For collection of samples, patients may need to be properly positioned and given specific instructions (e.g. how to produce sputum). Urine specimens should be collected from a catheter or using the midstream void technique after cleansing of the outer genitalia. Blood , CSF, synovial and serous fluids, and aspiration needle biopsy specimens require disinfection of the puncture site with alcohol followed by an iodine solution. Specimens should be transported in a syringe or transferred to an airtight sterile container. Swabs should be placed in transport medium to prevent drying. When collecting specimens (with the exception of urine), health care workers must follow standard precautions for the prevention of occupational exposure to bloodborne pathogens.


All positive Gram stain results should be confirmed by culture, DNA analysis, or serological evidence. However, in the appropriate clinical setting (e.g. the finding of bacteria in cerebrospinal fluid) antibiotics should be administered immediately. In these situations the Gram stain result provides critical information for the selection of proper antibiotic therapy. For example, gram-positive bacteria are most likely susceptible to penicillins, cephalosporins, vancomycin, and erythromycin. Gram-negative bacteria are most likely susceptible to aminoglycosides, cephalosporins, and tetracyclines.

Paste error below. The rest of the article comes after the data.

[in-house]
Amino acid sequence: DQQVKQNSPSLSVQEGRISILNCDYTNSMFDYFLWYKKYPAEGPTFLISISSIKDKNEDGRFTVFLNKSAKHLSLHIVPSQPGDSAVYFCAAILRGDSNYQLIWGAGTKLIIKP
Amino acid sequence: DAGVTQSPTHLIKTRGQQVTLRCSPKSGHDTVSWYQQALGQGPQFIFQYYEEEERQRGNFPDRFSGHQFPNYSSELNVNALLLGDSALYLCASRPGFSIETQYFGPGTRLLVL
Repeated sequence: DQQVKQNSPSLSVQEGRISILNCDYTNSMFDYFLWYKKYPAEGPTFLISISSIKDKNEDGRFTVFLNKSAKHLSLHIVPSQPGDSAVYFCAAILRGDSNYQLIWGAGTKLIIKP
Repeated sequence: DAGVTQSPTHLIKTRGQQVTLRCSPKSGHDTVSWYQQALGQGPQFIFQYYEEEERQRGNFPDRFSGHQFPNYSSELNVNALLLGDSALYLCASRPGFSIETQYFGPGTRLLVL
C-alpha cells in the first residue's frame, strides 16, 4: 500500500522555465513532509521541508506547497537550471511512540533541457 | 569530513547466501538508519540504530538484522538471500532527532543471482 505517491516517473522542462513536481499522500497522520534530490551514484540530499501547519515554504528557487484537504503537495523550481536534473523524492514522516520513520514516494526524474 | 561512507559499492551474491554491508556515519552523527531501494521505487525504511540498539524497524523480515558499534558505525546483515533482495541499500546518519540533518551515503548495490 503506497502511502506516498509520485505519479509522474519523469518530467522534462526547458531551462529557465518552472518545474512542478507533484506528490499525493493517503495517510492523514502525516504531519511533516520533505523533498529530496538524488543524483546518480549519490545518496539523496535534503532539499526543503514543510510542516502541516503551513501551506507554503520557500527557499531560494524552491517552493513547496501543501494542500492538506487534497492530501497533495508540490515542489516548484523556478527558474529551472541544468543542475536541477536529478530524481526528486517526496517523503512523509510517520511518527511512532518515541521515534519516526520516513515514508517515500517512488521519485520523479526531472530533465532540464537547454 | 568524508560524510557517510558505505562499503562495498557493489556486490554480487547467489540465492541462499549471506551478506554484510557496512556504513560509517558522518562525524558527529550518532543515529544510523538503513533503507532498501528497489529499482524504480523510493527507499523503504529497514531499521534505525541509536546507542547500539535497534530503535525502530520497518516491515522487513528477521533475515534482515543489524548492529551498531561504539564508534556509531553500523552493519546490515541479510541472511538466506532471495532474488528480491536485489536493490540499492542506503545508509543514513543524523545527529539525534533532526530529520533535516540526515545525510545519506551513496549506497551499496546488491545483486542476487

Health care team roles

Specimens may be collected or collection assisted by a physician, nurse, or physician assistant. Gram stain is performed by a clinical laboratory scientist, NCA(CLS) or medical technologist, MT(ASCP) or by a clinical laboratory technician, NCA(CLT) or medical laboratory technician, MLT(ASCP).



Koneman, E.W., et. al. Color Atlas and Textbook of Diagnostic Microbiology, 5th Ed. Philadelphia: Lippincott, 1997.

Murray, P.R., et. al. Manual of Clinical Microbiology. Washington, DC: American Society for Microbiology, 1995.


American Society for Microbiology. 1752 N Street NW, Washington, DC 20036. (202) 737-3600. <>.

Robert Harr